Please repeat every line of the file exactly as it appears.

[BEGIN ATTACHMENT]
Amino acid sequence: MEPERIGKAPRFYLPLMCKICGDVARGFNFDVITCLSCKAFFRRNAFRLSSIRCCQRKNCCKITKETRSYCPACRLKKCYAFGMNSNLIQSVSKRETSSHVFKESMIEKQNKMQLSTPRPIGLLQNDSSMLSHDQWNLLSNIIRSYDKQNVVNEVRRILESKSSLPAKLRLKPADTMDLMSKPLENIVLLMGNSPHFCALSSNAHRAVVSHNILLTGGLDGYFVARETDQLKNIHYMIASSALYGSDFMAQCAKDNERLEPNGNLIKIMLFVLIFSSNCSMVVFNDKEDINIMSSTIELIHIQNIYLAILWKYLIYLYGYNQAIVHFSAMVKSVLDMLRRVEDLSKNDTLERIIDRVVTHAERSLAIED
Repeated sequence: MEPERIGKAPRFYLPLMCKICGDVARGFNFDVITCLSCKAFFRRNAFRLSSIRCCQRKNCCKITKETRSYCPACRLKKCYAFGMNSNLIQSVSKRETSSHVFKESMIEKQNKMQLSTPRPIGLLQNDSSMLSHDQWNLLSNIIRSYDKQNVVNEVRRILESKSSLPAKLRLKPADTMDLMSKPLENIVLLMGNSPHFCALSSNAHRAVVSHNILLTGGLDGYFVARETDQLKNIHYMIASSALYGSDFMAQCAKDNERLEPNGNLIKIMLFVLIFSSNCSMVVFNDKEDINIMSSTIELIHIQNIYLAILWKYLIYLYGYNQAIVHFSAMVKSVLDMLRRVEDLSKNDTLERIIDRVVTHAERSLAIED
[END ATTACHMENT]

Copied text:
Amino acid sequence: MEPERIGKAPRFYLPLMCKICGDVARGFNFDVITCLSCKAFFRRNAFRLSSIRCCQRKNCCKITKETRSYCPACRLKKCYAFGMNSNLIQSVSKRETSSHVFKESMIEKQNKMQLSTPRPIGLLQNDSSMLSHDQWNLLSNIIRSYDKQNVVNEVRRILESKSSLPAKLRLKPADTMDLMSKPLENIVLLMGNSPHFCALSSNAHRAVVSHNILLTGGLDGYFVARETDQLKNIHYMIASSALYGSDFMAQCAKDNERLEPNGNLIKIMLFVLIFSSNCSMVVFNDKEDINIMSSTIELIHIQNIYLAILWKYLIYLYGYNQAIVHFSAMVKSVLDMLRRVEDLSKNDTLERIIDRVVTHAERSLAIED
Repeated sequence: MEPERIGKAPRFYLPLMCKICGDVARGFNFDVITCLSCKAFFRRNAFRLSSIRCCQRKNCCKITKETRSYCPACRLKKCYAFGMNSNLIQSVSKRETSSHVFKESMIEKQNKMQLSTPRPIGLLQNDSSMLSHDQWNLLSNIIRSYDKQNVVNEVRRILESKSSLPAKLRLKPADTMDLMSKPLENIVLLMGNSPHFCALSSNAHRAVVSHNILLTGGLDGYFVARETDQLKNIHYMIASSALYGSDFMAQCAKDNERLEPNGNLIKIMLFVLIFSSNCSMVVFNDKEDINIMSSTIELIHIQNIYLAILWKYLIYLYGYNQAIVHFSAMVKSVLDMLRRVEDLSKNDTLERIIDRVVTHAERSLAIED